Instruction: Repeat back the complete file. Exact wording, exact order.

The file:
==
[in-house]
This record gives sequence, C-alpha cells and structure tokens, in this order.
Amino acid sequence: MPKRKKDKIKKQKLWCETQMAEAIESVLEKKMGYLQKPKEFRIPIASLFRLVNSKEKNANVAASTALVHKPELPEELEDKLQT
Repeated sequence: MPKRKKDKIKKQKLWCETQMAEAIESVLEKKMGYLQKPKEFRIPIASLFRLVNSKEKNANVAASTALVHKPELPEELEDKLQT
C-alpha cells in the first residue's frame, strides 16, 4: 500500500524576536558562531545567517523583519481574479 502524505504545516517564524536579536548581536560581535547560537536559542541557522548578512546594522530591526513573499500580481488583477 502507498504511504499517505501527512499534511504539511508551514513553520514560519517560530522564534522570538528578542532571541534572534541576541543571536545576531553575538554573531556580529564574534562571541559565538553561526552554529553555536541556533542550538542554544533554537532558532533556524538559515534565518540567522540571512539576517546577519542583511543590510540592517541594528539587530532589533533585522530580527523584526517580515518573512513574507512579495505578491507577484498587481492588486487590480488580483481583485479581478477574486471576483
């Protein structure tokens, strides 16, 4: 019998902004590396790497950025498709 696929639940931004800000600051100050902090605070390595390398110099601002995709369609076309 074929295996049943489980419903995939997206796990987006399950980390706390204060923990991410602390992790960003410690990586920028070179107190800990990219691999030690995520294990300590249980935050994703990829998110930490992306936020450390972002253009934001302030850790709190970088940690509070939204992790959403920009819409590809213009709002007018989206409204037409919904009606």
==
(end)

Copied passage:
[in-house]
This record gives sequence, C-alpha cells and structure tokens, in this order.
Amino acid sequence: MPKRKKDKIKKQKLWCETQMAEAIESVLEKKMGYLQKPKEFRIPIASLFRLVNSKEKNANVAASTALVHKPELPEELEDKLQT
Repeated sequence: MPKRKKDKIKKQKLWCETQMAEAIESVLEKKMGYLQKPKEFRIPIASLFRLVNSKEKNANVAASTALVHKPELPEELEDKLQT
C-alpha cells in the first residue's frame, strides 16, 4: 500500500524576536558562531545567517523583519481574479 502524505504545516517564524536579536548581536560581535547560537536559542541557522548578512546594522530591526513573499500580481488583477 502507498504511504499517505501527512499534511504539511508551514513553520514560519517560530522564534522570538528578542532571541534572534541576541543571536545576531553575538554573531556580529564574534562571541559565538553561526552554529553555536541556533542550538542554544533554537532558532533556524538559515534565518540567522540571512539576517546577519542583511543590510540592517541594528539587530532589533533585522530580527523584526517580515518573512513574507512579495505578491507577484498587481492588486487590480488580483481583485479581478477574486471576483
């Protein structure tokens, strides 16, 4: 019998902004590396790497950025498709 696929639940931004800000600051100050902090605070390595390398110099601002995709369609076309 074929295996049943489980419903995939997206796990987006399950980390706390204060923990991410602390992790960003410690990586920028070179107190800990990219691999030690995520294990300590249980935050994703990829998110930490992306936020450390972002253009934001302030850790709190970088940690509070939204992790959403920009819409590809213009709002007018989206409204037409919904009606």